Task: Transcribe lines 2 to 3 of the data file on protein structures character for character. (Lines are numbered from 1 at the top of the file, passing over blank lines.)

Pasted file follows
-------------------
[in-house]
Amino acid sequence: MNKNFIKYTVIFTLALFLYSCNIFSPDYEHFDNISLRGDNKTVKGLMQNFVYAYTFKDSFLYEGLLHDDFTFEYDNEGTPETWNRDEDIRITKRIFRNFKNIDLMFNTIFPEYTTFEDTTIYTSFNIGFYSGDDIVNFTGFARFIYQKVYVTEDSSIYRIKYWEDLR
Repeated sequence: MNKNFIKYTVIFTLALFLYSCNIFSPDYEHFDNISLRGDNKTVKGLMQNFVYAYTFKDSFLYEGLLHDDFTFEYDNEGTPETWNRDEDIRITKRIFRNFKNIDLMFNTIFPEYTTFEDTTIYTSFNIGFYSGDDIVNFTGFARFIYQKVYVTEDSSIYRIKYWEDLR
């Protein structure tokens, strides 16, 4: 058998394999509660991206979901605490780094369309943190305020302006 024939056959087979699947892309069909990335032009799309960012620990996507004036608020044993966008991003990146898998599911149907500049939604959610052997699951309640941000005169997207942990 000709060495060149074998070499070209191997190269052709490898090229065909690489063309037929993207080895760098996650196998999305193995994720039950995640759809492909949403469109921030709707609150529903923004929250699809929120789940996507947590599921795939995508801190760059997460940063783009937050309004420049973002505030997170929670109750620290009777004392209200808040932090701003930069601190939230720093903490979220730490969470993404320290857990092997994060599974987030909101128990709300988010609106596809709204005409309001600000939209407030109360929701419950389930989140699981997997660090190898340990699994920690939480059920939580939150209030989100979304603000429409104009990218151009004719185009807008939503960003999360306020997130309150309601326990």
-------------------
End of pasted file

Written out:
Amino acid sequence: MNKNFIKYTVIFTLALFLYSCNIFSPDYEHFDNISLRGDNKTVKGLMQNFVYAYTFKDSFLYEGLLHDDFTFEYDNEGTPETWNRDEDIRITKRIFRNFKNIDLMFNTIFPEYTTFEDTTIYTSFNIGFYSGDDIVNFTGFARFIYQKVYVTEDSSIYRIKYWEDLR
Repeated sequence: MNKNFIKYTVIFTLALFLYSCNIFSPDYEHFDNISLRGDNKTVKGLMQNFVYAYTFKDSFLYEGLLHDDFTFEYDNEGTPETWNRDEDIRITKRIFRNFKNIDLMFNTIFPEYTTFEDTTIYTSFNIGFYSGDDIVNFTGFARFIYQKVYVTEDSSIYRIKYWEDLR